Move over Bernie: Being dead doesn't stop Charles M. Russell from partying atMFAH
Celebrity spottings in our humble burg are always a cause for commotion, but the Hollywood A-list was outshone Friday evening by the appearance of renown cowboy artist, Charles M. Russell. The iconic character was in town for the members' preview of a retrospective of his work at the Museum of Fine Arts, Houston. He attracted a packed house to the Brown Auditorium to watch him tell the detailed accounts of his adventures in the American West, and as his fame soared, in Europe and Hollywood.
The Houston art world was left starstruck.
Incidentally, Russell passed away in 1926.
Last night's museum appearance was the work of a Russell scholar and impersonator, Raphael Cristy, performing his one-man show on the epic painter and sculptor's life. Post-performance, the dead man impersonator (who knew an art historian could make a side career of that?) took a moment to answer a few questions from CultureMap.
CultureMap: What sparked your initial interest in Russell?
Raphael Cristy: I finished an English degree at Stanford and opened a used bookshop. The inventory comes in by surprise through the door — you never know what you're going to get. Books came in about Russell, and I began collecting them. It didn't turn into being a one man show for 20 or so years after that.
CM: What made you decide to make your knowledge of Russell into a performance?
RC: When I saw that all this good material was basically ignored by the show business world, whether it's television, movies or theater, there wasn't much I could do except the theatre part, so I began putting together the script for somebody else to do. I started putting together a script for somebody else to do.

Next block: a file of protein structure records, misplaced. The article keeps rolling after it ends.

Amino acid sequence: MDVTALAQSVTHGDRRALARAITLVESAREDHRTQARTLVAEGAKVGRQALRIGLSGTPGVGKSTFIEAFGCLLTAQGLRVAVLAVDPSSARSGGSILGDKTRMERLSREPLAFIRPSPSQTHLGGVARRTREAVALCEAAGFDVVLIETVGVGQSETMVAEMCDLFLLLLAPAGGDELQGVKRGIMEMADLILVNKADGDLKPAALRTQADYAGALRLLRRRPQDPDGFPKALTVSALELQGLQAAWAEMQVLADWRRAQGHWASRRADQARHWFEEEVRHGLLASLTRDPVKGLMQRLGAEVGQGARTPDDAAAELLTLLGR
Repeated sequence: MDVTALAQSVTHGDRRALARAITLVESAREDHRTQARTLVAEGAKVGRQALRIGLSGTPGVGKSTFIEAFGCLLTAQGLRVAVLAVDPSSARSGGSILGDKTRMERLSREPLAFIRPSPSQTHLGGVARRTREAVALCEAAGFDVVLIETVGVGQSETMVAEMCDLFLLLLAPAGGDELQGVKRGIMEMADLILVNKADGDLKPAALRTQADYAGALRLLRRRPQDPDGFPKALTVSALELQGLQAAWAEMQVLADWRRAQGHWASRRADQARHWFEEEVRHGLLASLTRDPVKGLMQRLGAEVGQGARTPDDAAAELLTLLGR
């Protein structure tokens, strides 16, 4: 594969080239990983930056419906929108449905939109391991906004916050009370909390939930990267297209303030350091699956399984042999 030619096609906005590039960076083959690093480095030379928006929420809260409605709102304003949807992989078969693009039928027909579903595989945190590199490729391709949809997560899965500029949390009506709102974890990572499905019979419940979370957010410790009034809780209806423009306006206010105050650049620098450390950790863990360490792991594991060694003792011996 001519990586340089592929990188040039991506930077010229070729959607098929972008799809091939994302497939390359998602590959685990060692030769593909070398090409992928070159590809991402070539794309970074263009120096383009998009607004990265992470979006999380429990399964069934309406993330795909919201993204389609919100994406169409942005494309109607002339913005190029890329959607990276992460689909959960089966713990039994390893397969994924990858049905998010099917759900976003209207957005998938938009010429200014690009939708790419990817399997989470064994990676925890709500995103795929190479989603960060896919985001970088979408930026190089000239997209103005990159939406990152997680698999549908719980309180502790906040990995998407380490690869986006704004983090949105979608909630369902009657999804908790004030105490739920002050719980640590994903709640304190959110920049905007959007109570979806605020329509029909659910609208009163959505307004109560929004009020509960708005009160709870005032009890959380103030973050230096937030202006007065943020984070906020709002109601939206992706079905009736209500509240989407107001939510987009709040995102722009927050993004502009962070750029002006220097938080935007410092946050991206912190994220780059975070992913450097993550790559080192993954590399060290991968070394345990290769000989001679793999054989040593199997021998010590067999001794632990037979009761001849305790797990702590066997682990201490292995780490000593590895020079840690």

I know some good actors in Los Angeles who could do it — maybe even better than I. But I knew that I had to show it to them. I couldn't put the script in front of them — I had to show how it might work. And the more I thought about that, the less I wanted to give it away.
CM: For how long have you been doing the performance?
RC: Since roughly 1984. It changed a fair amount over the years. I've found ways to shorten it. My initial performance was over two hours long, with an intermission. That's too long for people. Over the years, there have been lulls when I've been inactive, so I find fresh ways to put in new material or leave things in. It's been an evolution that way.
CM: What is it that you find most appealing about Russell's work?
RC: His artwork has an intensity and truthfulness that is very compelling. He lived there in Montana, and his primary critics were people who had participated in cowboy work and western culture, and they knew as much or more than he did, and would give him feedback that would help him correct inaccuracies and strengthen his work. That adds an extra dimension to it that most artists weren't able to have — even very gifted artists.